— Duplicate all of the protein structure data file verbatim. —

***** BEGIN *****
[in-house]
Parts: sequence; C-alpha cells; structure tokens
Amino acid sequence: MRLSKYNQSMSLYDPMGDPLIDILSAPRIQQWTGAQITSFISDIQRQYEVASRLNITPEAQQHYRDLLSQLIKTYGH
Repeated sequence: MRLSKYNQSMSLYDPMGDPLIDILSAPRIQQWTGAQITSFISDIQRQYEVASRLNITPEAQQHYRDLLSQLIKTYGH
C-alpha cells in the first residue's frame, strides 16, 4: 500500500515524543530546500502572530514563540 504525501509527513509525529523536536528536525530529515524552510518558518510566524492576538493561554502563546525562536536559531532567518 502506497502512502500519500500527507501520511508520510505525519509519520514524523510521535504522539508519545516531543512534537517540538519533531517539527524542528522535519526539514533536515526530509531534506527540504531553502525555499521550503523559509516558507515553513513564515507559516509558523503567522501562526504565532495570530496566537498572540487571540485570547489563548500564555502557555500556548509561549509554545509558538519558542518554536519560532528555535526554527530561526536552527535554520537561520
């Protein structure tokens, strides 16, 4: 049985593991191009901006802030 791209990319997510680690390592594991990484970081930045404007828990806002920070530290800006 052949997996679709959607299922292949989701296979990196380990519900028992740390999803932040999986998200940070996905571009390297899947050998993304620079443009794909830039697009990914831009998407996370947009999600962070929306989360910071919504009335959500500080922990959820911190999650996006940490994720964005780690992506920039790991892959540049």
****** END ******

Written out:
[in-house]
Parts: sequence; C-alpha cells; structure tokens
Amino acid sequence: MRLSKYNQSMSLYDPMGDPLIDILSAPRIQQWTGAQITSFISDIQRQYEVASRLNITPEAQQHYRDLLSQLIKTYGH
Repeated sequence: MRLSKYNQSMSLYDPMGDPLIDILSAPRIQQWTGAQITSFISDIQRQYEVASRLNITPEAQQHYRDLLSQLIKTYGH
C-alpha cells in the first residue's frame, strides 16, 4: 500500500515524543530546500502572530514563540 504525501509527513509525529523536536528536525530529515524552510518558518510566524492576538493561554502563546525562536536559531532567518 502506497502512502500519500500527507501520511508520510505525519509519520514524523510521535504522539508519545516531543512534537517540538519533531517539527524542528522535519526539514533536515526530509531534506527540504531553502525555499521550503523559509516558507515553513513564515507559516509558523503567522501562526504565532495570530496566537498572540487571540485570547489563548500564555502557555500556548509561549509554545509558538519558542518554536519560532528555535526554527530561526536552527535554520537561520
């Protein structure tokens, strides 16, 4: 049985593991191009901006802030 791209990319997510680690390592594991990484970081930045404007828990806002920070530290800006 052949997996679709959607299922292949989701296979990196380990519900028992740390999803932040999986998200940070996905571009390297899947050998993304620079443009794909830039697009990914831009998407996370947009999600962070929306989360910071919504009335959500500080922990959820911190999650996006940490994720964005780690992506920039790991892959540049």